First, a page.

Note – special thanks to Adena Bowden for co-authoring this post.
On Friday, December 9, 2022, we met for the seventh installment of our virtual “Data Literacy for Data Stewards” workshop series to build empathy into our data visualization practices.
Before the workshop, we asked participants to create and re-make a data visualization after reading the “Do No Harm Guide: Applying Equity Awareness in Data Visualization” by Jonathan Schwabish and Alice Feng, published by the Urban Institute. By refining their initial visualization, participants were able to immediately adopt principles from the guide into their practices. We reviewed a few examples at the beginning of the workshop.
We then directed participants to review and discuss a summary of recommendations from page 41 of the “Do No Harm Guide.”
Participants expected to use the following recommendations most often:
- Ordering labels purposefully;
- Communicating with people and communities in focus;
- Critically examining the data used in the visualization;
- Using person-first and inclusive language, labels, icons, and shapes;
- Reflect lived experience in the data visualization;
- Considering missing groups;
- Considering alternatives to labeling the “other” catch-all category;
- Considering the needs of the audience.
Attendees planned to include these recommendations into their own work by:
- Centering lived experiences;
- Critically examining all features of data visualizations;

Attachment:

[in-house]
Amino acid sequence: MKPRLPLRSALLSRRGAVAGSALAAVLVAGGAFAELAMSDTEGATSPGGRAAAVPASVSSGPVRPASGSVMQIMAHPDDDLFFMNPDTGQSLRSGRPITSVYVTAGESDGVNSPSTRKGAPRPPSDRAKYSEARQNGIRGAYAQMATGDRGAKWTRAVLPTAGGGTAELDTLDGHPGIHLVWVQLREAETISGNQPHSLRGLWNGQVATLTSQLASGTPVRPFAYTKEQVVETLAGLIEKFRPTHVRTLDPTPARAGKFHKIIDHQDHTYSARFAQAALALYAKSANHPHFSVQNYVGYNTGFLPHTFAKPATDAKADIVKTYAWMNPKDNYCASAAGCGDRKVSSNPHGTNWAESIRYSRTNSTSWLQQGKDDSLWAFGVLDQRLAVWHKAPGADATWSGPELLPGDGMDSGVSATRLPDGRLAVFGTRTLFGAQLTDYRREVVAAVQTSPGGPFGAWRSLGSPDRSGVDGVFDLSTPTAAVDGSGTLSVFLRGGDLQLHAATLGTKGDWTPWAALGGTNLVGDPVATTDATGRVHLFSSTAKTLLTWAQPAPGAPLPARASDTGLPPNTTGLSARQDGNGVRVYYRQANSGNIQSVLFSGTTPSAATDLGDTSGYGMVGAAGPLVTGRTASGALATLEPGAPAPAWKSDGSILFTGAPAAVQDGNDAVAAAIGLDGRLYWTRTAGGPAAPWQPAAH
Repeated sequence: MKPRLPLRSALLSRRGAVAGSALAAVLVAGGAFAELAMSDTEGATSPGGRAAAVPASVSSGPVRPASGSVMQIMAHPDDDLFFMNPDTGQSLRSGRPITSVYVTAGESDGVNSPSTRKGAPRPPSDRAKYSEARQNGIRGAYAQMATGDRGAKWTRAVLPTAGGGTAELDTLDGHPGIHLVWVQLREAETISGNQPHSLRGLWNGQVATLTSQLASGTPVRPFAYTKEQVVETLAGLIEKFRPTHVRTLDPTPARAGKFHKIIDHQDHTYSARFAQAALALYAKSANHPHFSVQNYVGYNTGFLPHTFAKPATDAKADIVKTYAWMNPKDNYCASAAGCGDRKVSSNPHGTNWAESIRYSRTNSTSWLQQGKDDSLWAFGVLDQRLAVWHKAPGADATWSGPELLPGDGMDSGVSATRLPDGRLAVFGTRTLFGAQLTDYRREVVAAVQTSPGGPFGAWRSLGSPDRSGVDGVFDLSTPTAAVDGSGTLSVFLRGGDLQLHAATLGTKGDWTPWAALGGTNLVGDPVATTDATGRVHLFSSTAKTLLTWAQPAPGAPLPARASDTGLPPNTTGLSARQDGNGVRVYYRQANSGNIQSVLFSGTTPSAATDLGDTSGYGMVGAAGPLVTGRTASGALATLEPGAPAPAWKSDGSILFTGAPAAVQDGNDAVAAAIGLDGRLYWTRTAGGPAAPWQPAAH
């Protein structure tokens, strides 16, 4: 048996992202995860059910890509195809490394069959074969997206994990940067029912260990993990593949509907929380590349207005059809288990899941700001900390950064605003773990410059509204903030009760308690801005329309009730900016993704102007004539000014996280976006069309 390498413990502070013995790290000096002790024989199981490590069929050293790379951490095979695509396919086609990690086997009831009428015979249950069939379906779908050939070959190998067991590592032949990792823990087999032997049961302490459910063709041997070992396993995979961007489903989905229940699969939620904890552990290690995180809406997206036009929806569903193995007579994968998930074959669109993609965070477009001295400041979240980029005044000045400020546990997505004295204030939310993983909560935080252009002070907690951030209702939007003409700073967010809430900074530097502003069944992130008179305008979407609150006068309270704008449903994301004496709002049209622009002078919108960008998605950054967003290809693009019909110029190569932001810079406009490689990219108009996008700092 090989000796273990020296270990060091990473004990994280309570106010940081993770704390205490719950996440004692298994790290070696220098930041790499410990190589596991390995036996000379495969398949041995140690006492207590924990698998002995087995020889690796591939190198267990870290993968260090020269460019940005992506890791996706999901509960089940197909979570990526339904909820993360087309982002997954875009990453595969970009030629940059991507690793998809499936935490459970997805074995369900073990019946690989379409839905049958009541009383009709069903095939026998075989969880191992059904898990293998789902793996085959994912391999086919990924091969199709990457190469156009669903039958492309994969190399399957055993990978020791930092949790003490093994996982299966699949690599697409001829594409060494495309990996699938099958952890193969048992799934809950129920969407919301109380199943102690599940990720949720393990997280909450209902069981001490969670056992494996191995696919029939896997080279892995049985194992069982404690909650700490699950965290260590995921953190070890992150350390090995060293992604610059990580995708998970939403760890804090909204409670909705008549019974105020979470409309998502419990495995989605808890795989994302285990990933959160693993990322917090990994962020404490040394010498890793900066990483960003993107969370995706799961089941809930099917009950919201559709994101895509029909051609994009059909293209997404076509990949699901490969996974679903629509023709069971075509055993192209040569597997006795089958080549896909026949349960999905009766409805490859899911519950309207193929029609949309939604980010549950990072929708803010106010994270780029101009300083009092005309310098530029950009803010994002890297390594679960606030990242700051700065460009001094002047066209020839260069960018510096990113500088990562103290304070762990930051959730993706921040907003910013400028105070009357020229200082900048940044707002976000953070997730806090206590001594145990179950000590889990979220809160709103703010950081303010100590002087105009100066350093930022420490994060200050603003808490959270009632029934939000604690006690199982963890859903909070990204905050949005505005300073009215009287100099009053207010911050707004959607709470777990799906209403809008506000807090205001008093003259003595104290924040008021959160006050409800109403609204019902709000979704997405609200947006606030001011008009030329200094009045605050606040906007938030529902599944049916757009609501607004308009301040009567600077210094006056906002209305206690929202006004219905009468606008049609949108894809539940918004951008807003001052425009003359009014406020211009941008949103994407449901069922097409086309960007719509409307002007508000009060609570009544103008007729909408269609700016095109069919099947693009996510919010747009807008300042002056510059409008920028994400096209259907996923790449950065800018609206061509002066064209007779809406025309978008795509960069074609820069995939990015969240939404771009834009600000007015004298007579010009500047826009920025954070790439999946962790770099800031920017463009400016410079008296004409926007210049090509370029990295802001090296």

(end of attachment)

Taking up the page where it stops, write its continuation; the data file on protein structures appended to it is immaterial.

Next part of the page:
- Ensuring that the labels reflect how people identify themselves;
- Ensuring communities are directly involved in creating the data visualization.
Our group would add the following advice to the guide’s recommendations:
- Making data visualizations more engaging;
- Being mindful of the audience, purpose, and intentions up front;
- Creating data visualizations in a collaborative, iterative process;
- Adopting accessible design, including choice of colors and alt. text;
- Using less-stigmatizing language (e.g. “income qualifying” rather than “low income”);
- Providing multiple ways to interact with the data.
We then critiqued a visualization produced by KFF together through the lens of the “Racial Equity in Data Visualization Checklist” on page 42 of the “Do No Harm Guide.”
Some of our observations and notes were that:
- Subgroup labels are not person-centered;
- Using “better,” “worse,” and other comparative language assigns value and can cause harm by implying some people are “less than;”
- While the colors didn’t stereotype, the color choices could have been more-accessible;
- Racial subcategories could be ordered alphabetically rather than ordered from the “worst” to “best” performing groups;
- Each individual racial group could have been presented as separate charts;
- The chart centers whiteness, since all other races listed are compared to the white population;
- More context about structural causes of health disparity could be presented.
For more information on creating and consuming data visualizations in a diverse, equitable, and inclusive way, we encourage you to check out the following resources:
- Do No Harm Guide: Applying Equity Awareness in Data Visualization by Jonathan Schwabish and Alice Feng, published by the Urban Institute
- Dear Data, a year-long, analog data drawing project by Giorgia Lupi and Stefanie Posavec
- Storytelling With Data: A Data Visualization Guide for Business Professionals
- ColorBrewer: Color Advice for Maps
This Friday (December 16, 2022), we will discuss data privacy. We will talk about the risks and benefits that can come from data sharing, become familiar with frameworks for balancing harms and positive outcomes, and learn about methods to protect people included in data.
If you are interested in participating in the next cohort of our Data Literacy for Data Stewards peer learning series starting in the first quarter of 2023, email us at email@example.com and we will let you know when registration is open.